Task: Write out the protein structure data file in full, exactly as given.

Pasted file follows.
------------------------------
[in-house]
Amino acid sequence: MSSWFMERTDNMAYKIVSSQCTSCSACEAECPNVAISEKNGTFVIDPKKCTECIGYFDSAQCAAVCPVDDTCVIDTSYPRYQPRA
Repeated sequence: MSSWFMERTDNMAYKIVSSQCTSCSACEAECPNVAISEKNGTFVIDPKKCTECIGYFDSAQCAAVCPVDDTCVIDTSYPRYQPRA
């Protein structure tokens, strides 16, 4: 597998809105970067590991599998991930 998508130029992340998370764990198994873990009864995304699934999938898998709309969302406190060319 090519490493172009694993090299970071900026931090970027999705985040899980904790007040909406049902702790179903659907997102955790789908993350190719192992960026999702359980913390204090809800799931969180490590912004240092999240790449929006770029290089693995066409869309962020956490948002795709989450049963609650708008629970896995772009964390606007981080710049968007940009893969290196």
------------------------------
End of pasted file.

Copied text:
[in-house]
Amino acid sequence: MSSWFMERTDNMAYKIVSSQCTSCSACEAECPNVAISEKNGTFVIDPKKCTECIGYFDSAQCAAVCPVDDTCVIDTSYPRYQPRA
Repeated sequence: MSSWFMERTDNMAYKIVSSQCTSCSACEAECPNVAISEKNGTFVIDPKKCTECIGYFDSAQCAAVCPVDDTCVIDTSYPRYQPRA
């Protein structure tokens, strides 16, 4: 597998809105970067590991599998991930 998508130029992340998370764990198994873990009864995304699934999938898998709309969302406190060319 090519490493172009694993090299970071900026931090970027999705985040899980904790007040909406049902702790179903659907997102955790789908993350190719192992960026999702359980913390204090809800799931969180490590912004240092999240790449929006770029290089693995066409869309962020956490948002795709989450049963609650708008629970896995772009964390606007981080710049968007940009893969290196």